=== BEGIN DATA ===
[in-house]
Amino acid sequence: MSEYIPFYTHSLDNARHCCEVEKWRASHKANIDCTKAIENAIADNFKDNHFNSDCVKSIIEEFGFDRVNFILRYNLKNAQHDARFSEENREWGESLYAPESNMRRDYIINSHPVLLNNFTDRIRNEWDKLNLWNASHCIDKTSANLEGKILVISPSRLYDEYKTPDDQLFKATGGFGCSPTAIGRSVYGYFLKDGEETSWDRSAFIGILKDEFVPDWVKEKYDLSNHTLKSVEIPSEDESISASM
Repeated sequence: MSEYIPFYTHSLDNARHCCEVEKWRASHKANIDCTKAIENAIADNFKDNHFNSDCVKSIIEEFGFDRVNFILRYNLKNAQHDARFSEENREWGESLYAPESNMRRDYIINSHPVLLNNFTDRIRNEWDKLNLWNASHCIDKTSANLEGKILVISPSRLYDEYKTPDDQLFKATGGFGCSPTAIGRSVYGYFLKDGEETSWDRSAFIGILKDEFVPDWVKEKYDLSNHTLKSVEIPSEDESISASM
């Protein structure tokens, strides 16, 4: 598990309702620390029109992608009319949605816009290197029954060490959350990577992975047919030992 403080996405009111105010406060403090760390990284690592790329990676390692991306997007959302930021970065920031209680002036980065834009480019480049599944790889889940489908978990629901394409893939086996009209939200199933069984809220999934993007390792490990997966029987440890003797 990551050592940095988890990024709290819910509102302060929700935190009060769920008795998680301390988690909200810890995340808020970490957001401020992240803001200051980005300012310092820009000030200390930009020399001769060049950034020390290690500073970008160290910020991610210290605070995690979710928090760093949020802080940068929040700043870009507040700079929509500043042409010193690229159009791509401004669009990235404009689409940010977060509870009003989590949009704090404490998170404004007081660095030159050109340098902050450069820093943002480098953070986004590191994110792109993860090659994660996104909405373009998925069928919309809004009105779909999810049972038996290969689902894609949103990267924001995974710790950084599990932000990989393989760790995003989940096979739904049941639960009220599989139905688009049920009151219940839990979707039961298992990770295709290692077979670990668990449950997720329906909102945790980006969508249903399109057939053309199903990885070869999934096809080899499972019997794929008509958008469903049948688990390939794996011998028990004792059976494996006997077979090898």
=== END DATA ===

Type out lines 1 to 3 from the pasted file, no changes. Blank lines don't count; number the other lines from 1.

[in-house]
Amino acid sequence: MSEYIPFYTHSLDNARHCCEVEKWRASHKANIDCTKAIENAIADNFKDNHFNSDCVKSIIEEFGFDRVNFILRYNLKNAQHDARFSEENREWGESLYAPESNMRRDYIINSHPVLLNNFTDRIRNEWDKLNLWNASHCIDKTSANLEGKILVISPSRLYDEYKTPDDQLFKATGGFGCSPTAIGRSVYGYFLKDGEETSWDRSAFIGILKDEFVPDWVKEKYDLSNHTLKSVEIPSEDESISASM
Repeated sequence: MSEYIPFYTHSLDNARHCCEVEKWRASHKANIDCTKAIENAIADNFKDNHFNSDCVKSIIEEFGFDRVNFILRYNLKNAQHDARFSEENREWGESLYAPESNMRRDYIINSHPVLLNNFTDRIRNEWDKLNLWNASHCIDKTSANLEGKILVISPSRLYDEYKTPDDQLFKATGGFGCSPTAIGRSVYGYFLKDGEETSWDRSAFIGILKDEFVPDWVKEKYDLSNHTLKSVEIPSEDESISASM